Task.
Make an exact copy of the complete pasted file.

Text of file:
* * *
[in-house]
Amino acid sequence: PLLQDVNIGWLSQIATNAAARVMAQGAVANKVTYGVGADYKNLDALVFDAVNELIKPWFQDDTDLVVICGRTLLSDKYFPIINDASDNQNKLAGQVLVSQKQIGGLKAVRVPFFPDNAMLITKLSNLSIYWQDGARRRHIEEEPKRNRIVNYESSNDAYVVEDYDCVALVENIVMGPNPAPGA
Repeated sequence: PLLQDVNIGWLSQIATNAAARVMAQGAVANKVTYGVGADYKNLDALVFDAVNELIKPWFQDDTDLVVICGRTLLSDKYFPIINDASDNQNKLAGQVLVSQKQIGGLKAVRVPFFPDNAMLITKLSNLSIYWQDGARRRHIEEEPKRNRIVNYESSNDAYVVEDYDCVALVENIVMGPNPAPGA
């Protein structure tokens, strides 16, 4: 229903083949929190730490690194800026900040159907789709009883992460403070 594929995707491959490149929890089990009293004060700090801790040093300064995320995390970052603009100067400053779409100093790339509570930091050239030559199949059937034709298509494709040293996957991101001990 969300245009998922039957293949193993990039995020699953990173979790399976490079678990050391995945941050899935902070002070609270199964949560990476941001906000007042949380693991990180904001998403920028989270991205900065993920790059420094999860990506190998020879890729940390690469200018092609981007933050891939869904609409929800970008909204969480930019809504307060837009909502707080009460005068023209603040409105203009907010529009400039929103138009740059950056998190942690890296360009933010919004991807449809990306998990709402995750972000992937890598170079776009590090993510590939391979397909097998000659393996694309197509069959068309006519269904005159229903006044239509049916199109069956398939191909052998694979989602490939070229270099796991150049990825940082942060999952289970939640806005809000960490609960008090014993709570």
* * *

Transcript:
[in-house]
Amino acid sequence: PLLQDVNIGWLSQIATNAAARVMAQGAVANKVTYGVGADYKNLDALVFDAVNELIKPWFQDDTDLVVICGRTLLSDKYFPIINDASDNQNKLAGQVLVSQKQIGGLKAVRVPFFPDNAMLITKLSNLSIYWQDGARRRHIEEEPKRNRIVNYESSNDAYVVEDYDCVALVENIVMGPNPAPGA
Repeated sequence: PLLQDVNIGWLSQIATNAAARVMAQGAVANKVTYGVGADYKNLDALVFDAVNELIKPWFQDDTDLVVICGRTLLSDKYFPIINDASDNQNKLAGQVLVSQKQIGGLKAVRVPFFPDNAMLITKLSNLSIYWQDGARRRHIEEEPKRNRIVNYESSNDAYVVEDYDCVALVENIVMGPNPAPGA
């Protein structure tokens, strides 16, 4: 229903083949929190730490690194800026900040159907789709009883992460403070 594929995707491959490149929890089990009293004060700090801790040093300064995320995390970052603009100067400053779409100093790339509570930091050239030559199949059937034709298509494709040293996957991101001990 969300245009998922039957293949193993990039995020699953990173979790399976490079678990050391995945941050899935902070002070609270199964949560990476941001906000007042949380693991990180904001998403920028989270991205900065993920790059420094999860990506190998020879890729940390690469200018092609981007933050891939869904609409929800970008909204969480930019809504307060837009909502707080009460005068023209603040409105203009907010529009400039929103138009740059950056998190942690890296360009933010919004991807449809990306998990709402995750972000992937890598170079776009590090993510590939391979397909097998000659393996694309197509069959068309006519269904005159229903006044239509049916199109069956398939191909052998694979989602490939070229270099796991150049990825940082942060999952289970939640806005809000960490609960008090014993709570």